When the city was contacted regarding this, they had no idea that this was a group home or facility and stated that there was not much they could do to stop this. Their only suggestion was to call the police on a regular basis and file complaints. This we have done on numerous occasions with out much change in the situation.

Now, to add insult to injury, the house at the corner of 4th and Ovid, which burned approximately 18 months ago, is being remodeled. I was very happy to see this happening and went to introduce myself to the people working on the house as they appeared to be a young couple. However, imagine my surprise when they told me that they were not the owners, but in fact, were employees of a Gary Oath (?) and that he was planning on turning the home into transitional housing for recovering alcoholics and possibly substance abusers.

Again, let me stress, we in the area do realize that these types of facilities do serve a legitimate purpose and unfortunately are services that are found in urban areas. However, we wondered as to the effect that this type of concentration would have on our area.

Again, the city of Des Moines was contacted, and again we were told that there was nothing that they could do. They did agree to keep an eye on the area, but to date the yards of both places are on an average day trashed, and junk continues to be strewn around, until someone calls and places a complaint.
Now, I do realize that revitalization does bode well for the area, and I am excited about the possible changes that it will bring. However, to date, those changes have not been for the better and in recent months we have seen the neighborhood begin to decline.

What needs to be done is for the city to be more proactive with revitalization. One way I think this can be achieved is through a program that would not only further the changes desperately needed in River Bend, but also programs that would help maintain, if not improve, areas that abut that neighborhood. This will not only then help the troubled area but also keep the already improving area, as Highland and Oak Parks were when I moved there almost 5 years ago, from being allowed to decline.

While the Parks area does have a neighborhood association, it has been my own personal experience that they are more focused on the commercial areas along Euclid Avenue then on the actual neighborhood. This area is filled with wonderul homes that range from large victorians to simple bungalows and does have a lot to offer to our city. I am hoping that the city will take the lead in helping us maintain our area and I am currently exploring the idea of possibly creating a secondary association to help bring awareness to the problems that face the area, and more importantly, the joys and benifits from living in the Parks area!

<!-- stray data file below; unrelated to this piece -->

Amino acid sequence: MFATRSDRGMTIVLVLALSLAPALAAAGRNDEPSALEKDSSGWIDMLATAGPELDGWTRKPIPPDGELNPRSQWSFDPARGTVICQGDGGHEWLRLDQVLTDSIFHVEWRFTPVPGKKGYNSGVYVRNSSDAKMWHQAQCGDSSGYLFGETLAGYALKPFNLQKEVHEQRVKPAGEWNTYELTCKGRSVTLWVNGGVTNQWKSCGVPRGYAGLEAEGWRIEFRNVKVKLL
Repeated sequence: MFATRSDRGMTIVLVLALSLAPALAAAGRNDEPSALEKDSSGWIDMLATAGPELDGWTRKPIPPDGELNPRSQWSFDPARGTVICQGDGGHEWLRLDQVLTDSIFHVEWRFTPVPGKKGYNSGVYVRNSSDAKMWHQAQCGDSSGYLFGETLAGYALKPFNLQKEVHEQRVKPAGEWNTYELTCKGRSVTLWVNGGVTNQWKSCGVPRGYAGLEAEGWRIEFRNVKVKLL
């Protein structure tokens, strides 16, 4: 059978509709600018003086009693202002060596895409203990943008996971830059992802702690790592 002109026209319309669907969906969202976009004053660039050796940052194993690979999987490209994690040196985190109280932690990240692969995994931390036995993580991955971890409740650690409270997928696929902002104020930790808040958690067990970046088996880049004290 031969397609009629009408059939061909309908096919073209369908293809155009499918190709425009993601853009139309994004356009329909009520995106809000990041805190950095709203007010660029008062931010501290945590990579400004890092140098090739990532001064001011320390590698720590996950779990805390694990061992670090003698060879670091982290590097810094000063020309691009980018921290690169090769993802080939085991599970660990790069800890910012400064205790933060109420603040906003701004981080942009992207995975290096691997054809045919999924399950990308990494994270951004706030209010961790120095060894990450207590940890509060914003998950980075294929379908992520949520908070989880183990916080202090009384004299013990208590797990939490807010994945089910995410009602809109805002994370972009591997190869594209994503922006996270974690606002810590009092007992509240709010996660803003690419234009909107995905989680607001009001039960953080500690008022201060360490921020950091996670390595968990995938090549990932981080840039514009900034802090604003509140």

| Oct 28th, 2008 at 3:26 pm

First, thanks for reading, and thanks for taking the time to add to the discussion.

You bring up some excellent points. Perhaps the most critical point in my mind is the problems that crop up when revitalization is a "zero-sum" game. Until there are fundamental changes in urban policy (eliminating suburban sprawl subsidy, public transportation, high quality affordable housing, employment, affordable health care, public education funding, etc) revitalization efforts in one neighborhood will simply shift problems to another.

The only way to bring about sustainable city-wide revitalization is to deal with the fundamental structures that breed inequality. Obviously, this can't happen solely at a local level, but there are ways that local, county, and state government could incentivize redevelopment instead of suburban sprawl.

I think that Obama, who happens to have put forward a cohesive urban strategy as part of his campaign, is the best hope for the problems to appear on the national radar. Please vote for Obama if neighborhood revitalization is important to you.